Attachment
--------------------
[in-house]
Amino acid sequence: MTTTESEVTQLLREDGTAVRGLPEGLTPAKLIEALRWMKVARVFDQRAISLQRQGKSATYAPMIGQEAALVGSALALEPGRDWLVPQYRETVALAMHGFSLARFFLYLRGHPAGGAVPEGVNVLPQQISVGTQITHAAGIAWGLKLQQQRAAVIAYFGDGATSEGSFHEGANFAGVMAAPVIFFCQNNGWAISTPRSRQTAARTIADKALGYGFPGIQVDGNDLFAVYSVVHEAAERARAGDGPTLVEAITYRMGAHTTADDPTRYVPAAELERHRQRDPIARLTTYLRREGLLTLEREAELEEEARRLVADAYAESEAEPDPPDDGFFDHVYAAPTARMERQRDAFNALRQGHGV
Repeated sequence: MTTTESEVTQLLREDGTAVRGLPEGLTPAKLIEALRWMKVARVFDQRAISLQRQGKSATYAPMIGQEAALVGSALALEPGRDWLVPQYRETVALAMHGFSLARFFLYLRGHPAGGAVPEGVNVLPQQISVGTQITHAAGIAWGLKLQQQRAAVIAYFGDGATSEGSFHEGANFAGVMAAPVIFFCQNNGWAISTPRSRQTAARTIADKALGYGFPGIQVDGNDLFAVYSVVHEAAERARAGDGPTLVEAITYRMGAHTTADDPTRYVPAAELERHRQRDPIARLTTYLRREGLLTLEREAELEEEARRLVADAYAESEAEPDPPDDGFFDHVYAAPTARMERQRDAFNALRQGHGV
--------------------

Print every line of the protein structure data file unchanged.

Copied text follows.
[in-house]
Amino acid sequence: MTTTESEVTQLLREDGTAVRGLPEGLTPAKLIEALRWMKVARVFDQRAISLQRQGKSATYAPMIGQEAALVGSALALEPGRDWLVPQYRETVALAMHGFSLARFFLYLRGHPAGGAVPEGVNVLPQQISVGTQITHAAGIAWGLKLQQQRAAVIAYFGDGATSEGSFHEGANFAGVMAAPVIFFCQNNGWAISTPRSRQTAARTIADKALGYGFPGIQVDGNDLFAVYSVVHEAAERARAGDGPTLVEAITYRMGAHTTADDPTRYVPAAELERHRQRDPIARLTTYLRREGLLTLEREAELEEEARRLVADAYAESEAEPDPPDDGFFDHVYAAPTARMERQRDAFNALRQGHGV
Repeated sequence: MTTTESEVTQLLREDGTAVRGLPEGLTPAKLIEALRWMKVARVFDQRAISLQRQGKSATYAPMIGQEAALVGSALALEPGRDWLVPQYRETVALAMHGFSLARFFLYLRGHPAGGAVPEGVNVLPQQISVGTQITHAAGIAWGLKLQQQRAAVIAYFGDGATSEGSFHEGANFAGVMAAPVIFFCQNNGWAISTPRSRQTAARTIADKALGYGFPGIQVDGNDLFAVYSVVHEAAERARAGDGPTLVEAITYRMGAHTTADDPTRYVPAAELERHRQRDPIARLTTYLRREGLLTLEREAELEEEARRLVADAYAESEAEPDPPDDGFFDHVYAAPTARMERQRDAFNALRQGHGV